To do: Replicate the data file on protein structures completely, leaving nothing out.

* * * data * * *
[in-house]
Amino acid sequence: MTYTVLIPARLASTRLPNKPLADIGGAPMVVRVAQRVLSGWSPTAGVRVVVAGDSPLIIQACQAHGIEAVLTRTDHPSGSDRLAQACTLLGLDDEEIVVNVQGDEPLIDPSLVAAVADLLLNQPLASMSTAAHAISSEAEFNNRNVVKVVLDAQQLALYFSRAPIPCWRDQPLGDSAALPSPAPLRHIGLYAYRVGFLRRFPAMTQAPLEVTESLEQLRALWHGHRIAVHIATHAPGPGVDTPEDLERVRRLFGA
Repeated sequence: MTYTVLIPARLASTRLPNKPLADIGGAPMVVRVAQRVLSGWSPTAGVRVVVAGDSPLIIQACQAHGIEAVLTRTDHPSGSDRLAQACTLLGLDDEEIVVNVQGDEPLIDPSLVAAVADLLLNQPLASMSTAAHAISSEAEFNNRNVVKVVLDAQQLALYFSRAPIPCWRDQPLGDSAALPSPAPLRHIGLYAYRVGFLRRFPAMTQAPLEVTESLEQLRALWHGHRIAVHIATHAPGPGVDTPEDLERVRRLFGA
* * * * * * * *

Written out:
[in-house]
Amino acid sequence: MTYTVLIPARLASTRLPNKPLADIGGAPMVVRVAQRVLSGWSPTAGVRVVVAGDSPLIIQACQAHGIEAVLTRTDHPSGSDRLAQACTLLGLDDEEIVVNVQGDEPLIDPSLVAAVADLLLNQPLASMSTAAHAISSEAEFNNRNVVKVVLDAQQLALYFSRAPIPCWRDQPLGDSAALPSPAPLRHIGLYAYRVGFLRRFPAMTQAPLEVTESLEQLRALWHGHRIAVHIATHAPGPGVDTPEDLERVRRLFGA
Repeated sequence: MTYTVLIPARLASTRLPNKPLADIGGAPMVVRVAQRVLSGWSPTAGVRVVVAGDSPLIIQACQAHGIEAVLTRTDHPSGSDRLAQACTLLGLDDEEIVVNVQGDEPLIDPSLVAAVADLLLNQPLASMSTAAHAISSEAEFNNRNVVKVVLDAQQLALYFSRAPIPCWRDQPLGDSAALPSPAPLRHIGLYAYRVGFLRRFPAMTQAPLEVTESLEQLRALWHGHRIAVHIATHAPGPGVDTPEDLERVRRLFGA